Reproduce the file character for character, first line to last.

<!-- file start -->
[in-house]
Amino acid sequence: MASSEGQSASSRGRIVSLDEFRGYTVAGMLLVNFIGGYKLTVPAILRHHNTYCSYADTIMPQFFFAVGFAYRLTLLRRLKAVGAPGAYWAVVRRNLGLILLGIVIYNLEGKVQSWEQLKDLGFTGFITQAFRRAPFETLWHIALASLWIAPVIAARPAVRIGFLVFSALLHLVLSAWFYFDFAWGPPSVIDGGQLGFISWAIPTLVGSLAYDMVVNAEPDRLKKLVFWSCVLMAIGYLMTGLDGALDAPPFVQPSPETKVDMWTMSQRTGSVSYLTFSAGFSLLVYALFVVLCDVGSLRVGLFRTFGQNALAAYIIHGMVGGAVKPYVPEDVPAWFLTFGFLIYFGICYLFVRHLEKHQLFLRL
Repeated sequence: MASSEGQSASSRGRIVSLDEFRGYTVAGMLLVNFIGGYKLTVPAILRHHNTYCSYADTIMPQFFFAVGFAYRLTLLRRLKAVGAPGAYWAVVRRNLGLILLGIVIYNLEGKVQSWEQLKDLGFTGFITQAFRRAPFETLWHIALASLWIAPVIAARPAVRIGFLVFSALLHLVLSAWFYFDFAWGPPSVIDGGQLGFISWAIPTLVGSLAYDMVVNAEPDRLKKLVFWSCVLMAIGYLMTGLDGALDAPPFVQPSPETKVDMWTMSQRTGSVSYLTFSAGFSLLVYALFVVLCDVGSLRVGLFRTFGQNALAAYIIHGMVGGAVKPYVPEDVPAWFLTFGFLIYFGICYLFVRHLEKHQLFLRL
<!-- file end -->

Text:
[in-house]
Amino acid sequence: MASSEGQSASSRGRIVSLDEFRGYTVAGMLLVNFIGGYKLTVPAILRHHNTYCSYADTIMPQFFFAVGFAYRLTLLRRLKAVGAPGAYWAVVRRNLGLILLGIVIYNLEGKVQSWEQLKDLGFTGFITQAFRRAPFETLWHIALASLWIAPVIAARPAVRIGFLVFSALLHLVLSAWFYFDFAWGPPSVIDGGQLGFISWAIPTLVGSLAYDMVVNAEPDRLKKLVFWSCVLMAIGYLMTGLDGALDAPPFVQPSPETKVDMWTMSQRTGSVSYLTFSAGFSLLVYALFVVLCDVGSLRVGLFRTFGQNALAAYIIHGMVGGAVKPYVPEDVPAWFLTFGFLIYFGICYLFVRHLEKHQLFLRL
Repeated sequence: MASSEGQSASSRGRIVSLDEFRGYTVAGMLLVNFIGGYKLTVPAILRHHNTYCSYADTIMPQFFFAVGFAYRLTLLRRLKAVGAPGAYWAVVRRNLGLILLGIVIYNLEGKVQSWEQLKDLGFTGFITQAFRRAPFETLWHIALASLWIAPVIAARPAVRIGFLVFSALLHLVLSAWFYFDFAWGPPSVIDGGQLGFISWAIPTLVGSLAYDMVVNAEPDRLKKLVFWSCVLMAIGYLMTGLDGALDAPPFVQPSPETKVDMWTMSQRTGSVSYLTFSAGFSLLVYALFVVLCDVGSLRVGLFRTFGQNALAAYIIHGMVGGAVKPYVPEDVPAWFLTFGFLIYFGICYLFVRHLEKHQLFLRL